Yellow Face, a 2007 play about ethnicity and racism in Chinese American theatre by David Henry Hwang, author of M Butterfly, transfers to The Shed intact, and with the same cast, from the Park Theatre in Finsbury Park, one year on.
And there's an added twist to a story already bristling with ironies and contradictions when the playwright character DHH (Kevin Shen is a dead ringer for the author) joins the American Equity protest against the 1991 Broadway casting of Jonathan Pryce as the Eurasian pimp in Miss Saigon; that show, now revived in the West End, was originally directed by NT boss Nicholas Hytner.
Pryce, of course, had played the role in London without controversy, or what producer Cameron Mackintosh described in New York as "A tempest in an Oriental teapot." And fans and insiders will enjoy the brief appearances of Bernie Jacobs, Frank Rich and Joe Papp as Pryce's taped-up eyes and jaundiced complexion give the actors' union what they describe as their "Rosa Parks moment."
But the surprise, and very funny, development of Hwang's play shows how his own high-mindedness bites back when he inadvertently casts a non-Oriental white actor in one of his own plays and beefs up his ethnic identity as not only Asian but Jewish and Siberian as well.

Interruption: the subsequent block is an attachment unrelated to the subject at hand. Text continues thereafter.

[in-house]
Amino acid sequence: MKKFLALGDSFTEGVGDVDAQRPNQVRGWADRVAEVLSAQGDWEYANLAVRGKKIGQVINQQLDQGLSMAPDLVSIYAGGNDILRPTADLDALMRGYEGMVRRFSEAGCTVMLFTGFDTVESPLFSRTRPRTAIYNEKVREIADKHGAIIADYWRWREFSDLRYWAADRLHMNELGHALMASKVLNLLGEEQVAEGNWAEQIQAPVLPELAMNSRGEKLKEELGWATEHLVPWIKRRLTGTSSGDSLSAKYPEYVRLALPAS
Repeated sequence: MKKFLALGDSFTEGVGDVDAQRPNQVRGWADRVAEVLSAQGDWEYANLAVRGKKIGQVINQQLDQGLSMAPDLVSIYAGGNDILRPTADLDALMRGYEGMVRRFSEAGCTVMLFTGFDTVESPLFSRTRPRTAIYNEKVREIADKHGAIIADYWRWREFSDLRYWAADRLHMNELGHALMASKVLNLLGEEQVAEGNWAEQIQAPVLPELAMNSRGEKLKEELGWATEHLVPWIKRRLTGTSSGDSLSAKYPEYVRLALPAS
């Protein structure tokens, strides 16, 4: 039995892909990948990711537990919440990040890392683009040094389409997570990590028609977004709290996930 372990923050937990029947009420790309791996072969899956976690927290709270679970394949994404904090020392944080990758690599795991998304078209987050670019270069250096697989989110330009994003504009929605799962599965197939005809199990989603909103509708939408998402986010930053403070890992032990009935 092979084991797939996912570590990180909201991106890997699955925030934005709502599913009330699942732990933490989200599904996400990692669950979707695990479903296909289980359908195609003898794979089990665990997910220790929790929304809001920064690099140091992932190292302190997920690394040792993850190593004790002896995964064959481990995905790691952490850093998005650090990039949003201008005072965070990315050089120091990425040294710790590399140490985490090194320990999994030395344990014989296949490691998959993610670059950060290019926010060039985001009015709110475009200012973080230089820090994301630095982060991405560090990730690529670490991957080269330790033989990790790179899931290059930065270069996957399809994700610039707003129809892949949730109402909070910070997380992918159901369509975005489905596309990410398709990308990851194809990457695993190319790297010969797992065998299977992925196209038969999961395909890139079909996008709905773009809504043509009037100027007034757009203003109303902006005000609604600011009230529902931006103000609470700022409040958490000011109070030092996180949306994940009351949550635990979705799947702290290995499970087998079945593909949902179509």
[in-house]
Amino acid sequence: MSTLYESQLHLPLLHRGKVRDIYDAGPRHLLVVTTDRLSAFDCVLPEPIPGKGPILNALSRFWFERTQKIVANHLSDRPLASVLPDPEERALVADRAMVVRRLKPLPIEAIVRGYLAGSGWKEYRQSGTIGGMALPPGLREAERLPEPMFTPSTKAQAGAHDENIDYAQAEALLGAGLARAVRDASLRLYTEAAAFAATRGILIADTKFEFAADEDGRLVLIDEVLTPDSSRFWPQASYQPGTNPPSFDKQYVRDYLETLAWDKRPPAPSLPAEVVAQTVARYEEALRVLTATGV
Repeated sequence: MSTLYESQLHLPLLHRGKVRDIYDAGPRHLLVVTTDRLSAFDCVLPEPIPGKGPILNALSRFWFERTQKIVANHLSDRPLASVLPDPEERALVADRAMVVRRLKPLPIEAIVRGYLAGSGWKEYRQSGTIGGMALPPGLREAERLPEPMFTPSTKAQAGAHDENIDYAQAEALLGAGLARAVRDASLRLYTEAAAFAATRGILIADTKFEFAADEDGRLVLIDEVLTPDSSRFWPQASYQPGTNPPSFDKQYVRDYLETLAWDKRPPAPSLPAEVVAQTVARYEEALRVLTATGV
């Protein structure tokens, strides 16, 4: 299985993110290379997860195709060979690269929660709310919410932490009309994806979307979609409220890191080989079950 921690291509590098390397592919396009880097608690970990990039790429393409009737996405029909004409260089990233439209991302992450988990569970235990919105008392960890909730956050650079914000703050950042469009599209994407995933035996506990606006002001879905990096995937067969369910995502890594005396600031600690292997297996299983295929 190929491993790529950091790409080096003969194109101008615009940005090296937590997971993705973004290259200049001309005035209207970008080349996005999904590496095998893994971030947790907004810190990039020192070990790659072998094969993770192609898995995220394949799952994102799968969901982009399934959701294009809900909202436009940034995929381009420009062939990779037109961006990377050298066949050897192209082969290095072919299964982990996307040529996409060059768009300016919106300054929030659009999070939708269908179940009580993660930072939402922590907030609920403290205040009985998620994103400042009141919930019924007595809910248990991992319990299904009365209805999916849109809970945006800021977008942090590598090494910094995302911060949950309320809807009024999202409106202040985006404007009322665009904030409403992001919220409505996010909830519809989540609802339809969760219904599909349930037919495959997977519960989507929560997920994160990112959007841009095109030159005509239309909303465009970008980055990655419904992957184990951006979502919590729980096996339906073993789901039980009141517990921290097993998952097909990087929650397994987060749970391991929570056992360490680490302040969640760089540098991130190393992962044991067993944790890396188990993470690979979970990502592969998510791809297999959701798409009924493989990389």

The point being that we all come from somewhere else and once you start insisting on racial purity and authenticity you're beginning to go down the Third Reich route and, as someone bitterly remarks, "Two Wongs don't make a white."
Things become even more complicated when DHH suffers a major flop in the theatre, the non-Oriental white actor (hilariously done by a brow-furrowed Ben Starr, with a quick cameo as the bare-chested King of Siam in The King and I) becomes a committed campaigner, and the playwright's father, an immigrant banker (David Yip), is embroiled in a Republican party election-financing controversy.
Alex Sims' smart production, played on a raised, illuminated dais under a canopy of Chinese lanterns, creates a rising mood of hysteria over "the yellow peril" while the quick-changing cast of seven – including Gemma Chan, Davina Perera, Christy Meyer and John Schwab – nail down their stereotypes with telling detail and finesse.
After last year's outstanding China-related plays, Lucy Kirkwood's Chimerica at the Almeida and, in this same NT Shed venue, Frances Ya-Chu Cowhig's The World of Extreme Happiness, Yellow Face is a satirical and theatrical rider to the larger political and global issues in those plays; but it's a delightful gem in its own right, too.